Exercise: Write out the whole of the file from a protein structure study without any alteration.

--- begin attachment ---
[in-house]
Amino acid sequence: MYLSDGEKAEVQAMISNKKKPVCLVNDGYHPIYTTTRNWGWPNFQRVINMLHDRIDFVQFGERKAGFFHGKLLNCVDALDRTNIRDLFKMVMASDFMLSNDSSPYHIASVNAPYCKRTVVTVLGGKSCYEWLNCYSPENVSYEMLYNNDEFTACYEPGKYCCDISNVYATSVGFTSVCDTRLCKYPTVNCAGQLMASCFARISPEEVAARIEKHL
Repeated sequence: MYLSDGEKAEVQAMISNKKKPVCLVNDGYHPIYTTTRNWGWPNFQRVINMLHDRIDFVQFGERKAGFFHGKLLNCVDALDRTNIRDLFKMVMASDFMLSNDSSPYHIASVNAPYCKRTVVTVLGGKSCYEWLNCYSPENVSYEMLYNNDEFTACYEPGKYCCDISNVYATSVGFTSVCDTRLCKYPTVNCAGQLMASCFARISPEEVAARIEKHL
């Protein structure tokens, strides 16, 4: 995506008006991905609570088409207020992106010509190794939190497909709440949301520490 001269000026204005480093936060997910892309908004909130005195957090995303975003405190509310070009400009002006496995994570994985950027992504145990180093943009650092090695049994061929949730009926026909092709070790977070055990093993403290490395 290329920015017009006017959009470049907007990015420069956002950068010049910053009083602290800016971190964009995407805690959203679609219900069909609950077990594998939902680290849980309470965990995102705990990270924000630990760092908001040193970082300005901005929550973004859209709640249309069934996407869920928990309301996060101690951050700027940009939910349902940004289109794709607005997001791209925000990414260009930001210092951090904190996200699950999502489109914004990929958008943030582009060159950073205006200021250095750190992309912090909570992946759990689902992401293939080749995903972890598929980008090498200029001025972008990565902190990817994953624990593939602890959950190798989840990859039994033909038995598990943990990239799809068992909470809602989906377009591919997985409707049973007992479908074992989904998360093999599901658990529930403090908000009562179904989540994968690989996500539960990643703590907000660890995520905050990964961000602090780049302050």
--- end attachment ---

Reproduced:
[in-house]
Amino acid sequence: MYLSDGEKAEVQAMISNKKKPVCLVNDGYHPIYTTTRNWGWPNFQRVINMLHDRIDFVQFGERKAGFFHGKLLNCVDALDRTNIRDLFKMVMASDFMLSNDSSPYHIASVNAPYCKRTVVTVLGGKSCYEWLNCYSPENVSYEMLYNNDEFTACYEPGKYCCDISNVYATSVGFTSVCDTRLCKYPTVNCAGQLMASCFARISPEEVAARIEKHL
Repeated sequence: MYLSDGEKAEVQAMISNKKKPVCLVNDGYHPIYTTTRNWGWPNFQRVINMLHDRIDFVQFGERKAGFFHGKLLNCVDALDRTNIRDLFKMVMASDFMLSNDSSPYHIASVNAPYCKRTVVTVLGGKSCYEWLNCYSPENVSYEMLYNNDEFTACYEPGKYCCDISNVYATSVGFTSVCDTRLCKYPTVNCAGQLMASCFARISPEEVAARIEKHL
């Protein structure tokens, strides 16, 4: 995506008006991905609570088409207020992106010509190794939190497909709440949301520490 001269000026204005480093936060997910892309908004909130005195957090995303975003405190509310070009400009002006496995994570994985950027992504145990180093943009650092090695049994061929949730009926026909092709070790977070055990093993403290490395 290329920015017009006017959009470049907007990015420069956002950068010049910053009083602290800016971190964009995407805690959203679609219900069909609950077990594998939902680290849980309470965990995102705990990270924000630990760092908001040193970082300005901005929550973004859209709640249309069934996407869920928990309301996060101690951050700027940009939910349902940004289109794709607005997001791209925000990414260009930001210092951090904190996200699950999502489109914004990929958008943030582009060159950073205006200021250095750190992309912090909570992946759990689902992401293939080749995903972890598929980008090498200029001025972008990565902190990817994953624990593939602890959950190798989840990859039994033909038995598990943990990239799809068992909470809602989906377009591919997985409707049973007992479908074992989904998360093999599901658990529930403090908000009562179904989540994968690989996500539960990643703590907000660890995520905050990964961000602090780049302050």